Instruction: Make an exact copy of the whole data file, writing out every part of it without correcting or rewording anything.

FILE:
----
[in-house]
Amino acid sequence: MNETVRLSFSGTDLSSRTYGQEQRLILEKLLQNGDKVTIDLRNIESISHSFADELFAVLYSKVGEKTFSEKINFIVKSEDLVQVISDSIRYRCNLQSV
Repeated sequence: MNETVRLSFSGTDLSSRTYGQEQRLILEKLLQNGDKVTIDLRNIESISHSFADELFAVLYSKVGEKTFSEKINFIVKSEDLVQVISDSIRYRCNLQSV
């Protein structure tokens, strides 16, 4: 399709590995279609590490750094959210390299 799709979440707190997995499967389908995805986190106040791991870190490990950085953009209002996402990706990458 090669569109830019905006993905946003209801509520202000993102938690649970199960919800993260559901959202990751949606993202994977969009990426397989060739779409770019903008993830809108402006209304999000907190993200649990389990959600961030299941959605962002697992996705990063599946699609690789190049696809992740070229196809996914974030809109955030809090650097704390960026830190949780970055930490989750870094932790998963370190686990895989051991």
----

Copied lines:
[in-house]
Amino acid sequence: MNETVRLSFSGTDLSSRTYGQEQRLILEKLLQNGDKVTIDLRNIESISHSFADELFAVLYSKVGEKTFSEKINFIVKSEDLVQVISDSIRYRCNLQSV
Repeated sequence: MNETVRLSFSGTDLSSRTYGQEQRLILEKLLQNGDKVTIDLRNIESISHSFADELFAVLYSKVGEKTFSEKINFIVKSEDLVQVISDSIRYRCNLQSV
């Protein structure tokens, strides 16, 4: 399709590995279609590490750094959210390299 799709979440707190997995499967389908995805986190106040791991870190490990950085953009209002996402990706990458 090669569109830019905006993905946003209801509520202000993102938690649970199960919800993260559901959202990751949606993202994977969009990426397989060739779409770019903008993830809108402006209304999000907190993200649990389990959600961030299941959605962002697992996705990063599946699609690789190049696809992740070229196809996914974030809109955030809090650097704390960026830190949780970055930490989750870094932790998963370190686990895989051991």